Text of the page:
Health foundation committed to finding grassroots solutions
Airdrie’s Regional Health Foundation (ARHF) will continue to fight for health care in the community despite concerns over the provincial budget.
Representatives from the committee, made up of health-care professionals, residents and local politicians, asked some tough questions at an Alberta Health Services (AHS) Calgary zone meeting at AHS offices in Calgary, Jan. 30.
“We dominated most of the question period,” said foundation member and Airdrie Alderman Allan Hunter.
“They were going to report to the community what the challenges were, (but) we kept bringing it back asking can we have a commitment that you will redistribute dollars to Airdrie?”
Hunter said a number of AHS officials, such as Chairman Steve Lockwood, and Dr. Chris Eagle, CEO, were in attendance as were representatives from Okotoks and Cochrane.
Hunter said officials discussed the economic concerns revealed by Premier Alison Redford in January, which stem from lower than expected oil and gas royalties that has been dubbed the “bitumen bubble.”
He said officials warned the budget shortfall means AHS will have to make some cuts.
Hunter said he hopes AHS will make its cuts from its own administration, rather than front-line workers.
“We are not going to accept the bitumen bubble in our community,” he said, adding the ARHF will continue to fight for better health care in Airdrie by setting up a website, looking at plans to get a bigger building and trying to recruit doctors to work at both the city’s family clinics and Airdrie’s urgent care centre.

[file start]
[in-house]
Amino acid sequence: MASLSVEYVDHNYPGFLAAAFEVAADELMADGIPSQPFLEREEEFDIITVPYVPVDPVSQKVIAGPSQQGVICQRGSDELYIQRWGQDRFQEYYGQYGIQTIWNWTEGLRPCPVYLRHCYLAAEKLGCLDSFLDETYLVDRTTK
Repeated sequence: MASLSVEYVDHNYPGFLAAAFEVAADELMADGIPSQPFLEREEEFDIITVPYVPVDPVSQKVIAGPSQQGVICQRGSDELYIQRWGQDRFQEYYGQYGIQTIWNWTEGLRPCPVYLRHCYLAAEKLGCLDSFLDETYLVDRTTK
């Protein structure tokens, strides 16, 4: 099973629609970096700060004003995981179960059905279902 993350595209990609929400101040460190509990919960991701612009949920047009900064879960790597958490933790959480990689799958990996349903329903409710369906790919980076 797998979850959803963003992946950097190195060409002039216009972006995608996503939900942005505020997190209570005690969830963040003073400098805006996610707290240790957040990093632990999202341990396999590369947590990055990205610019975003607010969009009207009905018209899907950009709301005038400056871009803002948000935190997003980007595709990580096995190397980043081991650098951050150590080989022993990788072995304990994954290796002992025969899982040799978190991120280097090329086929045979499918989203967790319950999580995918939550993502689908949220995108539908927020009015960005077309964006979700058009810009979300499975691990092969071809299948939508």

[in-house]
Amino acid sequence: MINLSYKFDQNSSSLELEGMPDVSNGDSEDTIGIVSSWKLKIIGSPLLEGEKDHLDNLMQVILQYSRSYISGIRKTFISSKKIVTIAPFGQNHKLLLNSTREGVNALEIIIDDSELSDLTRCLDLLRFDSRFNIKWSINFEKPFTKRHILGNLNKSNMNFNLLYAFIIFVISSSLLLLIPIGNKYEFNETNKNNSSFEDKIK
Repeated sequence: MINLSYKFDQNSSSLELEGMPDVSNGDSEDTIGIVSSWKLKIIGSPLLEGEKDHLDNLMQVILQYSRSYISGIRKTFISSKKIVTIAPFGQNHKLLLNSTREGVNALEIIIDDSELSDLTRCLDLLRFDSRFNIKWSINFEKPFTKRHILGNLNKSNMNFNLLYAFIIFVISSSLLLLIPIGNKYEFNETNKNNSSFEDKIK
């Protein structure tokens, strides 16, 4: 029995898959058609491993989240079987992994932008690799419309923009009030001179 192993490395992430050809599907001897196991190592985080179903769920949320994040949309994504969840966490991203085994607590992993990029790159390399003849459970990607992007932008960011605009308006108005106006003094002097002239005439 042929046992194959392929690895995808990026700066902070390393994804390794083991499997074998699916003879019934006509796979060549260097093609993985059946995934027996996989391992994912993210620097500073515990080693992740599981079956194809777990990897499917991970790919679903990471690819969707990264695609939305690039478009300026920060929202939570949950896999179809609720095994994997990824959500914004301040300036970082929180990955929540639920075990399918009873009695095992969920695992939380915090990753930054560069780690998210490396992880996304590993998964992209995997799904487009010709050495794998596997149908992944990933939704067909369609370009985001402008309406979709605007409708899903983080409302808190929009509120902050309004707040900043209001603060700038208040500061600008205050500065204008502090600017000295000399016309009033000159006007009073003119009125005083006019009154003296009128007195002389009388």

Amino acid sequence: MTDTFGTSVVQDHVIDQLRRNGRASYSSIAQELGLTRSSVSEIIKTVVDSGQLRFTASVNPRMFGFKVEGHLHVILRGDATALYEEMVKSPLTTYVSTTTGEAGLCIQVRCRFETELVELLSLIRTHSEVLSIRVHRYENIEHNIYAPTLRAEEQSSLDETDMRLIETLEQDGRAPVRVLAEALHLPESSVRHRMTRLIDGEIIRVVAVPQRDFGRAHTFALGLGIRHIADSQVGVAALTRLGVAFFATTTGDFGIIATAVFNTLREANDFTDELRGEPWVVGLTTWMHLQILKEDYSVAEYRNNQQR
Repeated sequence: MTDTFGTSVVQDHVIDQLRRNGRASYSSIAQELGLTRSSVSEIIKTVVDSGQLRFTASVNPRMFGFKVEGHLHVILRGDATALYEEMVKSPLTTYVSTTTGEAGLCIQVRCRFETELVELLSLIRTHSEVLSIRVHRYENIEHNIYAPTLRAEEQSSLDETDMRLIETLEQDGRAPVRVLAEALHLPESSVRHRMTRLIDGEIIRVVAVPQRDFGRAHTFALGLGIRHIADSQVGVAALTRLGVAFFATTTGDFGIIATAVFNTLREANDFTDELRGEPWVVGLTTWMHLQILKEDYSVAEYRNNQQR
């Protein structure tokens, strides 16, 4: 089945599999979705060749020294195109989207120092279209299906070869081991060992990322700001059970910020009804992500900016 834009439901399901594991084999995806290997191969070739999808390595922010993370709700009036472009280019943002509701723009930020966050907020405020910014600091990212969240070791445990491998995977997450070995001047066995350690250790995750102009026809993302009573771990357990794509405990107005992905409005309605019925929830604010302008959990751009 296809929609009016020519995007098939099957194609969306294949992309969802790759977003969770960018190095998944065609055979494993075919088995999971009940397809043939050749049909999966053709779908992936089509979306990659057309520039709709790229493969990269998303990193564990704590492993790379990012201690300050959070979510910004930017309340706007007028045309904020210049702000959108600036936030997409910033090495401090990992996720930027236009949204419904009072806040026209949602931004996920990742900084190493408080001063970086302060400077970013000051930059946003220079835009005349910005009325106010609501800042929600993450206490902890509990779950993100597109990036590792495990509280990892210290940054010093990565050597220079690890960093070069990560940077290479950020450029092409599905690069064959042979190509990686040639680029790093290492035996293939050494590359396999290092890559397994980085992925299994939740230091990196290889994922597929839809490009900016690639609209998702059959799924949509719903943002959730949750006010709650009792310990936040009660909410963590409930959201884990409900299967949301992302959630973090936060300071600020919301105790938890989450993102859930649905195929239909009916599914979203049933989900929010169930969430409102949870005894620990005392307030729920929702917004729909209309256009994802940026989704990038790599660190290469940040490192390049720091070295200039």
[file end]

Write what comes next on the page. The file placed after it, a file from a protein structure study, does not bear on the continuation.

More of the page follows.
Hunter said at the end of the meeting Lockwood approached ARHF representatives and said he is committed to looking at the overall needs of Airdrie in a face-to-face meeting.
“We want to let them know that we are a significant group, we represent a significant majority of the community,” said Hunter.
“We are here, we aren’t going away.”
Foundation member Michelle Bates said she is confident AHS has a better idea of Airdronians’ needs than they did before the meeting.
“I think they know that we need a bigger facility and that we need more doctors,” she said.
Despite her confidence, Bates expressed some concern over the upcoming provincial budget.
“I think there is gong to be cuts and I’m not confident we won’t be included in that,” she said.
“They did talk quite a bit about how the government is going to have to cut. We were told they will have to cut and (communities) will have to deal with that.”
Should cuts occur, Bates said the ARHF will continue its work.
Bates said the foundation will be able to make concrete plans after the budget is tabled, March 8.
“Hopefully we will have a better plan from AHS then,” she said, adding the foundation is hoping to increase the number of beds in Airdrie and expand the hours urgent care’s hours of operation.
“We would like to have beds for overnight stays,” said Bates.
According to Hunter, Airdrie, with a population of just under 50,000, has eight beds, an unacceptable number when compared to Cochrane, which has 20 beds serving less than 20,000 people.
“This is about people,” said Hunter. “People dying in our community is not acceptable.”